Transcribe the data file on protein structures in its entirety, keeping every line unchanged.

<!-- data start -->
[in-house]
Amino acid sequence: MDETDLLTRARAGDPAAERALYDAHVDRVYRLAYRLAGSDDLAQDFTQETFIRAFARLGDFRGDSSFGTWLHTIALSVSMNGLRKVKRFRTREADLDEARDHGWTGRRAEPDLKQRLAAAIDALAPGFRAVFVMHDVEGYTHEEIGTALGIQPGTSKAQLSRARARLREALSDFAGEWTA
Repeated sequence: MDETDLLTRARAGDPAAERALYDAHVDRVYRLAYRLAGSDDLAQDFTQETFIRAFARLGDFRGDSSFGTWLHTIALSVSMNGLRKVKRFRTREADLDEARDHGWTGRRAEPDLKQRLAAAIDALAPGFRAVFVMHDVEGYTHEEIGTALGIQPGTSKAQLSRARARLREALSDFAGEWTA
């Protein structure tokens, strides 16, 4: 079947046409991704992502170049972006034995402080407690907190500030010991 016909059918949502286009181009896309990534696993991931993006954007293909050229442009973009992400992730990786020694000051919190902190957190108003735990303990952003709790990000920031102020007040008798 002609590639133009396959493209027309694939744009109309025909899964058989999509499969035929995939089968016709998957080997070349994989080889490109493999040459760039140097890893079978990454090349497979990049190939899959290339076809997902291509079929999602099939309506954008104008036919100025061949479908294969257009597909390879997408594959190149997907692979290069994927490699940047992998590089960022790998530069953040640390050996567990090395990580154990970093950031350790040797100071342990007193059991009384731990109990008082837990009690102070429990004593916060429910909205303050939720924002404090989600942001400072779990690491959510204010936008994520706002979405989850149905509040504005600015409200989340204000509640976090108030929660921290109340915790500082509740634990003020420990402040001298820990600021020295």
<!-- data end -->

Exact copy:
[in-house]
Amino acid sequence: MDETDLLTRARAGDPAAERALYDAHVDRVYRLAYRLAGSDDLAQDFTQETFIRAFARLGDFRGDSSFGTWLHTIALSVSMNGLRKVKRFRTREADLDEARDHGWTGRRAEPDLKQRLAAAIDALAPGFRAVFVMHDVEGYTHEEIGTALGIQPGTSKAQLSRARARLREALSDFAGEWTA
Repeated sequence: MDETDLLTRARAGDPAAERALYDAHVDRVYRLAYRLAGSDDLAQDFTQETFIRAFARLGDFRGDSSFGTWLHTIALSVSMNGLRKVKRFRTREADLDEARDHGWTGRRAEPDLKQRLAAAIDALAPGFRAVFVMHDVEGYTHEEIGTALGIQPGTSKAQLSRARARLREALSDFAGEWTA
């Protein structure tokens, strides 16, 4: 079947046409991704992502170049972006034995402080407690907190500030010991 016909059918949502286009181009896309990534696993991931993006954007293909050229442009973009992400992730990786020694000051919190902190957190108003735990303990952003709790990000920031102020007040008798 002609590639133009396959493209027309694939744009109309025909899964058989999509499969035929995939089968016709998957080997070349994989080889490109493999040459760039140097890893079978990454090349497979990049190939899959290339076809997902291509079929999602099939309506954008104008036919100025061949479908294969257009597909390879997408594959190149997907692979290069994927490699940047992998590089960022790998530069953040640390050996567990090395990580154990970093950031350790040797100071342990007193059991009384731990109990008082837990009690102070429990004593916060429910909205303050939720924002404090989600942001400072779990690491959510204010936008994520706002979405989850149905509040504005600015409200989340204000509640976090108030929660921290109340915790500082509740634990003020420990402040001298820990600021020295």